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Sex discrimination is currently making the headlines in the #metoo era. Sex discrimination can take many forms and can include pay discrimination where there is inequality of pay between men and women both in terms of salary and bonus. You may have a claim for equal pay alongside a sex discrimination claim.
Employers need to be alert to avoiding discrimination in many areas of the employment relationship from recruitment and remuneration to promotions and redundancy selection. Vardags is able to help employees who are facing difficulties in any of these areas and provide support through both internal company processes and Employment Tribunals. The team’s considerable experience and skillset allows us to be confident that we will reach the best possible outcome for each of our clients. We fight hard for our clients to tackle discrimination no matter the opposition.
All employers should promote an equal opportunities workplace. There should be a clear policy in place demonstrating a commitment to diversity at work.
A lack of diversity in the workplace could point to unconscious bias.
If you are pursuing a claim for race discrimination and your employer’s equal opportunities track record is poor or where your employer is only paying lip service to an equal opportunities policy, this could be relevant evidence for your case.
Sometimes a woman will have no more than a sense that she is being paid less than a male colleague. It can be hard to prove this where there is no pay transparency and colleagues do not share pay scales and information.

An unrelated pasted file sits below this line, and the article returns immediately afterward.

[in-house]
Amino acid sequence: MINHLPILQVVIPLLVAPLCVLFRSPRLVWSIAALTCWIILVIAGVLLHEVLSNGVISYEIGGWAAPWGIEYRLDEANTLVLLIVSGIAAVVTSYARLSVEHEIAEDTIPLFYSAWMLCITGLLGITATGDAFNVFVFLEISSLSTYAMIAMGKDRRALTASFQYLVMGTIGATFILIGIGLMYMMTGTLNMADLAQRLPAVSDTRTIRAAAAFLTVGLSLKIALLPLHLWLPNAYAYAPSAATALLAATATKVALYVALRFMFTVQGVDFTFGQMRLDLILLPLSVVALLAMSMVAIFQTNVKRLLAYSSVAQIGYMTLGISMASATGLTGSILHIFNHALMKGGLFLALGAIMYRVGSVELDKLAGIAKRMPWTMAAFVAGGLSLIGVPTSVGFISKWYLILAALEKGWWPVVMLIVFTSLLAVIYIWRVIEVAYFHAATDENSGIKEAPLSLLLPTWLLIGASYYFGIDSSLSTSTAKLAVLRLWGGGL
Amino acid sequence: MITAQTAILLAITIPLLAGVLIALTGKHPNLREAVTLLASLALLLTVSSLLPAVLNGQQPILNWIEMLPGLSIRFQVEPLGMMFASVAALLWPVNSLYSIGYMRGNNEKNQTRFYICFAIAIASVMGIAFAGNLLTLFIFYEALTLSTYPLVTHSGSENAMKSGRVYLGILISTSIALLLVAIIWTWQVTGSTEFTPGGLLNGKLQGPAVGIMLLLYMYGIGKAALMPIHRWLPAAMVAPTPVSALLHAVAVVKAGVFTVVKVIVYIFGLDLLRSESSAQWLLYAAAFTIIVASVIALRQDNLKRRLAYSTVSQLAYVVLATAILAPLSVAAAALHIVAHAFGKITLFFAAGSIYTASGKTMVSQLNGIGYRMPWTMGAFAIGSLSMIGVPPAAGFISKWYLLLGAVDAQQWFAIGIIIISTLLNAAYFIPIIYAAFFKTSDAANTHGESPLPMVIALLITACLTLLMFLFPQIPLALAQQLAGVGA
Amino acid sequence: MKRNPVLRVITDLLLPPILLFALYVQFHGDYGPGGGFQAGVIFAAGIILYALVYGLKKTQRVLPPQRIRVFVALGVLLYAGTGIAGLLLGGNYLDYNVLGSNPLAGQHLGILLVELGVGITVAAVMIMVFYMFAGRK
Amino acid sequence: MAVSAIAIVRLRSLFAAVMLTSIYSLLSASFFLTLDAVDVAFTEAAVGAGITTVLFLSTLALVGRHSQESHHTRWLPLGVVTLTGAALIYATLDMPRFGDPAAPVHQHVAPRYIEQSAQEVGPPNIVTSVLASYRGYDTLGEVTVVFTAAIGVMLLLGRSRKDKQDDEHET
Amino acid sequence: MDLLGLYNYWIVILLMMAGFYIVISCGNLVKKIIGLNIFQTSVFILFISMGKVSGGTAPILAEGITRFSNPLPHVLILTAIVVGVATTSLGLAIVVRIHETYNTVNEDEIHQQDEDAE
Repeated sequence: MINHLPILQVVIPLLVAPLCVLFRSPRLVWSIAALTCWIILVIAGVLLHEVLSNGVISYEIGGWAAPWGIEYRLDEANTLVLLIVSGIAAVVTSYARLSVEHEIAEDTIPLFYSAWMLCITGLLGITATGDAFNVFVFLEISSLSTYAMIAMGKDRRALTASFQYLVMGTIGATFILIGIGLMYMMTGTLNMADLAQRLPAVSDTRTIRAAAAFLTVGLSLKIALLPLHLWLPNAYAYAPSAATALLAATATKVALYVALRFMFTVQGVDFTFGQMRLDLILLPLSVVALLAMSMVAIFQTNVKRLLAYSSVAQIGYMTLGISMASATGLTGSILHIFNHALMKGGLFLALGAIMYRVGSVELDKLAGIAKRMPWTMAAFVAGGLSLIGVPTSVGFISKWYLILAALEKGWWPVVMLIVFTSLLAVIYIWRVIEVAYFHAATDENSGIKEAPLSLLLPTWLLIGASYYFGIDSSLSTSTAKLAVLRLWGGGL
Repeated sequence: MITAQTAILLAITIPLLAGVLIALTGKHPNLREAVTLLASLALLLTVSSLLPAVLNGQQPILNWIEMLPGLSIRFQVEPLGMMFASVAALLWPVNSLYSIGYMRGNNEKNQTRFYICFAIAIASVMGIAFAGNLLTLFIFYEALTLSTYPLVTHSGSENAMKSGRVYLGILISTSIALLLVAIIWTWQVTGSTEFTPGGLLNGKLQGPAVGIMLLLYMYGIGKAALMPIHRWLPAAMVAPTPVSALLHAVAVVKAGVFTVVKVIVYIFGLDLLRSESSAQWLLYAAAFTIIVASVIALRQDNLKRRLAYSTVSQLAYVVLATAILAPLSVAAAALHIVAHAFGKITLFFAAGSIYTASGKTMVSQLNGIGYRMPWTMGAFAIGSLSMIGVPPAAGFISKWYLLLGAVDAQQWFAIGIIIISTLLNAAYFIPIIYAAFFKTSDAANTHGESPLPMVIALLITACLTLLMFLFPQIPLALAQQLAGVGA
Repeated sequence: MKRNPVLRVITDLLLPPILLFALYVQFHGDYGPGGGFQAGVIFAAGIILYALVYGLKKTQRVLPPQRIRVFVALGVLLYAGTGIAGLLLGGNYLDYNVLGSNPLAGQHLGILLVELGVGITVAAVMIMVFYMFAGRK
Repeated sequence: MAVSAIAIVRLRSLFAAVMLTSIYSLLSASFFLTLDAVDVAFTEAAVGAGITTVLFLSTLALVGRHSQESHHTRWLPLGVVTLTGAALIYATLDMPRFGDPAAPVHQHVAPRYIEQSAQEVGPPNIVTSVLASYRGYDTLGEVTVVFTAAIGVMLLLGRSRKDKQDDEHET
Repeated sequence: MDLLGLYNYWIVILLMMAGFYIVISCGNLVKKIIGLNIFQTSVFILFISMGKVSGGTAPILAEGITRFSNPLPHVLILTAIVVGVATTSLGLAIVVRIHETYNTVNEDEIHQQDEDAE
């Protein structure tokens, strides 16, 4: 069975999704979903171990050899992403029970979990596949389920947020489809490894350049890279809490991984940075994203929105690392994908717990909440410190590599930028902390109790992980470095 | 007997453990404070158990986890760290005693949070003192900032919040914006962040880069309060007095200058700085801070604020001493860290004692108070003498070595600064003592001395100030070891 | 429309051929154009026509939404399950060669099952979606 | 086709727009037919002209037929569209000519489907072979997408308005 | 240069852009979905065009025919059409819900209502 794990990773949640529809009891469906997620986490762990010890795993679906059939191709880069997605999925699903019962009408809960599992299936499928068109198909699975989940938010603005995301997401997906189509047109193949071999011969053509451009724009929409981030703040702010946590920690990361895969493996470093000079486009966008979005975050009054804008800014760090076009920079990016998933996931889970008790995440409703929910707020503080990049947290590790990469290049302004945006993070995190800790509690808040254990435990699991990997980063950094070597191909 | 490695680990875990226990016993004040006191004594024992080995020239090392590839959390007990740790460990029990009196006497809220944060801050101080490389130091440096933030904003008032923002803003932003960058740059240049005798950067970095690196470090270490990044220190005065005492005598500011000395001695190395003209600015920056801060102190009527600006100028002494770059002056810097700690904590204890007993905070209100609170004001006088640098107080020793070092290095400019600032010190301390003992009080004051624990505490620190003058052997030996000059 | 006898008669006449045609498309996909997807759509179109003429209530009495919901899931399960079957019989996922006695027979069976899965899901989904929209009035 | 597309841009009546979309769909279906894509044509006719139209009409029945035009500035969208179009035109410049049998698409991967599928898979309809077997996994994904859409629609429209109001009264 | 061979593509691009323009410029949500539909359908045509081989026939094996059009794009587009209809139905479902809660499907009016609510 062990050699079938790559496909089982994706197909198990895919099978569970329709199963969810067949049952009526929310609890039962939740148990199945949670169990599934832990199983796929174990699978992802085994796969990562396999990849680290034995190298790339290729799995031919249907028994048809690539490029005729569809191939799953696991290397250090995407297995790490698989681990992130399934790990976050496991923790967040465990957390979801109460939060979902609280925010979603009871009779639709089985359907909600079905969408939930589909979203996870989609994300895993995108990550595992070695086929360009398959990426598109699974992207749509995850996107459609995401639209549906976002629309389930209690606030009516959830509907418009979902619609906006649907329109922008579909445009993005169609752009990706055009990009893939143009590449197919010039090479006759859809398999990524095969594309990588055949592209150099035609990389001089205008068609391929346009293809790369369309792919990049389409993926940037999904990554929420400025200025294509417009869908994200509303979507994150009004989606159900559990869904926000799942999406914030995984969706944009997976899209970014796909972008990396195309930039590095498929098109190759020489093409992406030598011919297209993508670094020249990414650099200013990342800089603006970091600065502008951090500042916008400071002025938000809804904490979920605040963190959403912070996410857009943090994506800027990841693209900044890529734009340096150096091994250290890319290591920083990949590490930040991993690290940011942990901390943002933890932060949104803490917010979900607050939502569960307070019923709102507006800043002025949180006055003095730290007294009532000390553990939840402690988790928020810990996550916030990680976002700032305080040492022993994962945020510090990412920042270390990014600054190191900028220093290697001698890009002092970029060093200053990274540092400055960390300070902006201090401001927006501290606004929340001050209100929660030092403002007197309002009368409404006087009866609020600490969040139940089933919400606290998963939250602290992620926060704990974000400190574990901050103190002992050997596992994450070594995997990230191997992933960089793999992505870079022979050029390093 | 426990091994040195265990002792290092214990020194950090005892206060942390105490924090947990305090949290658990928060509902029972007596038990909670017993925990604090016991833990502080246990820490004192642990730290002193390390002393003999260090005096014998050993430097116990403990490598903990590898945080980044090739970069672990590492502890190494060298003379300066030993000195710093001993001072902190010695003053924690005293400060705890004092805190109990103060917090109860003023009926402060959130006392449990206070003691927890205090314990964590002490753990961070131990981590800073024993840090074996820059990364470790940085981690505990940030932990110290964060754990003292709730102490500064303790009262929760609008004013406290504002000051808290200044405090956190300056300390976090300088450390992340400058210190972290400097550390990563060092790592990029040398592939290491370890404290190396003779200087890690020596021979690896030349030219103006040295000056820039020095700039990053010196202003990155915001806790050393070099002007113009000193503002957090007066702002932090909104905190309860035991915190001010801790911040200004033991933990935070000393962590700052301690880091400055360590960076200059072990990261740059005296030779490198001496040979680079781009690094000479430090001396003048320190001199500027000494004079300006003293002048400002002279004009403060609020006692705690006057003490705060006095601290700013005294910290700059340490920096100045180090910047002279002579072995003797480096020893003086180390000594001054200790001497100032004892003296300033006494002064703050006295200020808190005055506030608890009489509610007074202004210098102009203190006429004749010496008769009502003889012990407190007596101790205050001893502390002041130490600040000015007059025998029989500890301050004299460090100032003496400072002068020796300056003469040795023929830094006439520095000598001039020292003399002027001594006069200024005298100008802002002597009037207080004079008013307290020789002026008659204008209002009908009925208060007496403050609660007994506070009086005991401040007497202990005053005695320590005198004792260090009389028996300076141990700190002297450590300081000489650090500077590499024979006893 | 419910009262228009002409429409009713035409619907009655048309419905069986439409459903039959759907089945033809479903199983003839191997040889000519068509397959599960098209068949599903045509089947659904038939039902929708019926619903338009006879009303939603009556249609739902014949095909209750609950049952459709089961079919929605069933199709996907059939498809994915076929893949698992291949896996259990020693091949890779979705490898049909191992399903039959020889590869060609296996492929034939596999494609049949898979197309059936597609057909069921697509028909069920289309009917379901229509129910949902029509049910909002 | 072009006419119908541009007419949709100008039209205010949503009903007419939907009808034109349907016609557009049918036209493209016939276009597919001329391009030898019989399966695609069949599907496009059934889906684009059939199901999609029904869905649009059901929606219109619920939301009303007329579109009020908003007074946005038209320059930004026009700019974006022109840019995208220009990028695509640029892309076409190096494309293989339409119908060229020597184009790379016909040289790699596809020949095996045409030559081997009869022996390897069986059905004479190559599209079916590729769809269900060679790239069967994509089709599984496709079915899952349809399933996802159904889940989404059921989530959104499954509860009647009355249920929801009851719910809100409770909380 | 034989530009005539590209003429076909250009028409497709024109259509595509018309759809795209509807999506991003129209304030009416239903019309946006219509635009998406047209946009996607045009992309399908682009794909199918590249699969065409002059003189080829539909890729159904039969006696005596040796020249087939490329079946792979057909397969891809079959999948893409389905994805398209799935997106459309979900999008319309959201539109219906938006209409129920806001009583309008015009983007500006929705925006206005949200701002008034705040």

It is unlawful to pay men and women differently when they are performing like for like work or work of equal value. This includes basic pay as well as bonuses, rates for overtime, hours and benefits in kind. You will need to be able to point to a comparable colleague as part of your employment claim who you believe is being paid more than you.
Each element of a pay package can be directly compared and it is not enough for your employer to simply point to a global pay package to challenge a claim of pay discrimination.
The employment team at Vardags has a strong track record of obtaining orders from Employment Tribunals for employers to disclose pay data in order to progress claims for sex discrimination and equal pay.
Not being considered for a promotion because of your age is age discrimination. This is a clear example of less favourable treatment because of your age.
In order to succeed in a claim for discrimination, you will need to put forward facts from which it can be presumed that there has been discrimination. An Employment Tribunal will usually seek to take a wide view as to what can be established from these facts whilst taking into account the employer’s version of events. Once such facts have been established, the burden is then on the employer to disprove the discrimination claimed.
The process of bringing a claim against an employer can involve the opportunity to ask questions and make disclosure requests in order to obtain further information in support of your claim. Evasive responses to these questions can lead to inferences of discrimination by an Employment Tribunal.
High quality legal advice at an early stage can make huge differences in case outcomes. It is essential to ensure the relevant facts are put forward clearly and robustly to achieve a tactical advantage and to put pressure on your employer from the outset.
The employment team at Vardags is well placed to draft employment claims which put you in the best position to win your claim or to achieve the best possible settlement.
If ageist comments are being made about you, you may have a claim for harassment which is a type of age discrimination. For example, if a comment is made that you are too old to get to grips with technology at work, this would amount to age discrimination.
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